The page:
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Deejay Deeno has many stories to share about his life in the spin cycle

This What’s Up Wednesday features photographer, deejay and barista Dino Busato
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When Dino Busato closed Sapphire Café and Lounge in June 2016 he was forced to walk away from a dream he had held for many years.

“It was a hard time,” said Busato. “After Sapphire I took the summer off to get my head back together and to get my body back together as well because it is a pretty demanding industry.”

He was down but not out and his resilience was fueled, in large part, by something he had started doing when he was 16 years old.

“Deejaying and making music generally is a great way to, not so much vent off your bad energy, but to channel your positive energy,” he said. “Music is healing. Even if it’s just getting on the dance floor, moving your body and loosening up.”

Deejaying had been a constant in his life since he was a teenager. During the late ‘90s and early 2000s Busato aka deejay Deeno and a group of friends were part of an underground music scene centred in Guelph and included many talented and award-winning musicians and artists.

“The warehouse scene we had was pretty popular,” said Busato. ”Guelph has good people who are open minded, especially musically.”

Busato was born in Guelph in 1977, the youngest child of Archangelo and Helen Busato.

Like many young people his first job was waiting tables at local restaurants and in his spare time he played music. He and his friends were fans of the popular house and techno music scene in Guelph but they were too young to play at the bars and honed their spinning skills at house parties.

When they came of age they landed gigs at local clubs but it was at the, all-night, all-ages parties they held at a warehouse on Cardigan Street where they really made their mark.

“We saw a demand for an after-hours dance music scene,” said Busato. “It definitely came off of what raves were for sure.”

The parties attracted dance fans of all ages as well as many local musicians.

“We were doing parties with the House of Velvet crew,” said Busato. “I remember a couple times we had a live trumpet player with us and people like Jeremy Shute, JP Bertuola and Sam Cino would do live percussion with us. We were musicians mixing the music together and creating something new every time.”

The warehouse parties ended in 2001 but Busato stayed busy spinning vinyl at festivals, private parties and local clubs such as Van Gogh’s Ear, Black Mustard and The Underground.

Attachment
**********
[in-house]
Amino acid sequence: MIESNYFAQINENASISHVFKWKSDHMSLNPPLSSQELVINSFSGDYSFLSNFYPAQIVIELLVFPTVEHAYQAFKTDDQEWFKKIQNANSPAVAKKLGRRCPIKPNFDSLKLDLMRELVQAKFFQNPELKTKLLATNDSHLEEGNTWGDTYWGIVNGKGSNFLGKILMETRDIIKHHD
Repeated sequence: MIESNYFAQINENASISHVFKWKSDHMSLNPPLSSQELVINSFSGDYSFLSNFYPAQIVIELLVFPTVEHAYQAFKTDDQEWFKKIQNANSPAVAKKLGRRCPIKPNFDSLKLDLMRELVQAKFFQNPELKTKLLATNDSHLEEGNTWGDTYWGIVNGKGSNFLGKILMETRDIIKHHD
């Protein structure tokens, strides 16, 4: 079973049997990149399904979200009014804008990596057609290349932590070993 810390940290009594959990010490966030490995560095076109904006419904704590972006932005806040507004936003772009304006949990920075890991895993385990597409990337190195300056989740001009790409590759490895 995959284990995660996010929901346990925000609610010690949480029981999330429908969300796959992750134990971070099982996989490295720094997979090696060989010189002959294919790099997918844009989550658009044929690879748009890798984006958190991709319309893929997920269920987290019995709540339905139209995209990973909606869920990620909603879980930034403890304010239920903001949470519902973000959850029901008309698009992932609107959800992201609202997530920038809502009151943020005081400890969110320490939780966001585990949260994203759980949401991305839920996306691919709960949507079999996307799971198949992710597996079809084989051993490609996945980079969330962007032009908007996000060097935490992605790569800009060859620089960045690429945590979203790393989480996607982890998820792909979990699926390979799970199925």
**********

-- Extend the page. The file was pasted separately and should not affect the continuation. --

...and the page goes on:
He never lost his passion for the music but at the end of 2006 he was looking for a change and accepted a job managing a seaside nightclub called Aqua in the Turks and Caicos Islands.

“When I moved to Turks and Caicos I was forced to quit so to speak but I still collected music,” he said.

He spent a year in Turks and Caicos and in 2008 he moved to Sydney, Australia where he trained as a barista.

“To me barista is like deejaying with coffee,” he said. “That’s kind of why I am attracted to it. I like doing something with my hands and seeing the finished product.”

He returned to Guelph in 2009 and reconnected with fellow musicians and deejays.

“Since coming back we have been doing Friday nights at NV for 10 years,” he said. “It’s crazy that we have actually been doing it for 10 years.”

In 2013 Busato was ready to take his skills and experience to the next logical step and opened Sapphire Café and Lounge at the corner of Wilson and Macdonell Streets. The focus was on good food, gourmet coffee and music.

He welcomed many local deejays and musicians including Shi King, DJ Pep, Edwin the Cat, DJ Koala, guitarist Nick Johnston and singer Sarah Felker but despite his best efforts he couldn’t keep the café afloat.

“It wasn’t working out,” said Busato. “It’s a tough business and as great as it was we didn’t have enough of a population to support it. That’s all. That’s my feelings about it.”

The experience took its toll on him but he hasn’t lost his entrepreneurial spirit.

He continues to deejay, work as a barista and recently started a part-time photography business.

“If someone were to come forward as an investor and ask me to get back into the industry I definitely would,” he said. “Within these industries I have had so many experiences I really should write a book. It’s just finding the time to write it.”


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